Bankole: This may deny Hillary the presidency

Bankole Thompson
The Detroit News

Barack Obama’s candidacy in 2008 invoked the painful history of slavery and Jim Crow, and many of those in the black community who came out in droves to support him did so because they were participating in a lifetime opportunity to do what their ancestors could not do: put a black man as president in the White House built by slave labor.

That is why some blacks cried on national television on the day of Obama’s victory as well as the day of his inauguration. I was there. I covered that historic campaign and have interviewed Obama a number of times.

That victory, and its 2012 repeat, happened largely because Obama made those supporters realize how much their votes could change history. The then-young U.S. senator from Illinois connected with voters on the bread and butter issues — factoring into the issues the disastrous Iraq war and an economy that tanked under George W. Bush — in the same way that Democratic presidential candidate Bernie Sanders is doing now by attracting thousands of young people to his rallies.

On the other hand, Hillary Clinton, the presumptive Democratic nominee for president, with a massive public service record and a name that resonates globally has yet to fully articulate to voters what is at stake in this election. She has not defined why she’s the best choice and how that would revolutionize the presidency by having a woman at the helm.

It’s not enough for Clinton to urge a protest vote against Donald Trump which is what some of her remarks have been doing. That would not seal the deal. Dismissing Trump, her likely Republican opponent, as a “loose cannon” is not a winning strategy. She has to show passion and explain what a Trump presidency offers the nation.

It’s not enough for Clinton to be a policy wonk or to act like a professor on the campaign trail. Something has to push voters to come out for Clinton. The difference between Clinton and Trump is that the billionaire investor has political novelty. And novelty has currency especially in a presidential race. Trump has shown the courage of his convictions. He is consistent about what he believes and what he says, and he connects with those he thinks he needs to win the race. He’s made his views clear about immigrants, minorities and women. Even after his Indiana win made his path to the GOP nomination uncontested, Trump told NBC Nightly News host Lester Holt in a May 4 interview that he still stands by his views about Muslims and immigrants.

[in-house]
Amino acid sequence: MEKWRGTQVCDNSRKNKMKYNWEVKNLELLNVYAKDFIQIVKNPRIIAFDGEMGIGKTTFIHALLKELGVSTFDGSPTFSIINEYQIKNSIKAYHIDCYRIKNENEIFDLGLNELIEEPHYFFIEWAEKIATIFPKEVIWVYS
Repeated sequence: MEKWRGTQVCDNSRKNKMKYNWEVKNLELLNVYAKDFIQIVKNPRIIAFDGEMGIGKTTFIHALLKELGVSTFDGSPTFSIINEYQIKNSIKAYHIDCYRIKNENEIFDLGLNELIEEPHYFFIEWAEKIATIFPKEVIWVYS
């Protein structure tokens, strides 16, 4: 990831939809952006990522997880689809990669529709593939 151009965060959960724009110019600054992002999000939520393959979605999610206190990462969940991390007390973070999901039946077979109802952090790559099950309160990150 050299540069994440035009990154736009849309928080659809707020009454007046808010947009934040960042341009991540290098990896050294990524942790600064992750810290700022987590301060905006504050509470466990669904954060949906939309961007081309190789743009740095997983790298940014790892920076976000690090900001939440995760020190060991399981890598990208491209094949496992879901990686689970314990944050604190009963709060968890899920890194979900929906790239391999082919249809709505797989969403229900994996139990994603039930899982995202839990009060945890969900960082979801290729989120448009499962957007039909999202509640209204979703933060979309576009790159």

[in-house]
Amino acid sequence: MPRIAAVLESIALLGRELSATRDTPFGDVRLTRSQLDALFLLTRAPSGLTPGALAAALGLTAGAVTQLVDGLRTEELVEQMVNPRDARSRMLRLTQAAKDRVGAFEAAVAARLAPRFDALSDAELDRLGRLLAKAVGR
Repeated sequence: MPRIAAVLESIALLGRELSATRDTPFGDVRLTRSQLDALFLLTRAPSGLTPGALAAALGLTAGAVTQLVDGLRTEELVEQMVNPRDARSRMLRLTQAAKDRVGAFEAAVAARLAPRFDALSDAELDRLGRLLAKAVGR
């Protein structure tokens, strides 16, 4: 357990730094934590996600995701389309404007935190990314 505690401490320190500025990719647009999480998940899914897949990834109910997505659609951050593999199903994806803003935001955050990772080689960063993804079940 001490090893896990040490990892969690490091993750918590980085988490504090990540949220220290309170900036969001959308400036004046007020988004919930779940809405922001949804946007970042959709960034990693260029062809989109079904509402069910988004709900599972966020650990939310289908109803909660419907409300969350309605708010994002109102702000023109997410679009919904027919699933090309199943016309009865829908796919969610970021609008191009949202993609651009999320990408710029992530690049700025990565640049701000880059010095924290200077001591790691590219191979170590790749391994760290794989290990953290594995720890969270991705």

What is Clinton passionate about?

She is passionate about women’s and children’s issues and health care, but she has been unable to effectively transfer that passion to voters. Several polls have shown that even a significant number of Democratic women voters have been reluctant to support her candidacy. And among young voters whom Sanders has convincingly swayed, Clinton is lagging behind.

Clinton does have the support of some high-profile names, such as civil rights icon U.S. Rep. John Lewis. But that does not translate into mass support in black and other minority communities because again she has not channeled her passion into showing a clear understanding of issues that affect those communities and her commitment toward resolving those issues.

If Trump ran a brutal campaign against his fellow Republicans in the primaries, what kind of campaign would you expect against the Democrats? This is a candidate, who earlier on the campaign trail, said: “I could stand in the middle of Fifth Avenue and shoot somebody and I wouldn’t lose any voters.”

Hillary Clinton will have to do more to earn the unflinching support of the voters she wants to bestow upon her the esteemed title of “Madam President.”


Bankole Thompson is the host of “Redline with Bankole Thompson,” on Super Station 910-AM at noon Fridays. His column appears Mondays and Thursdays.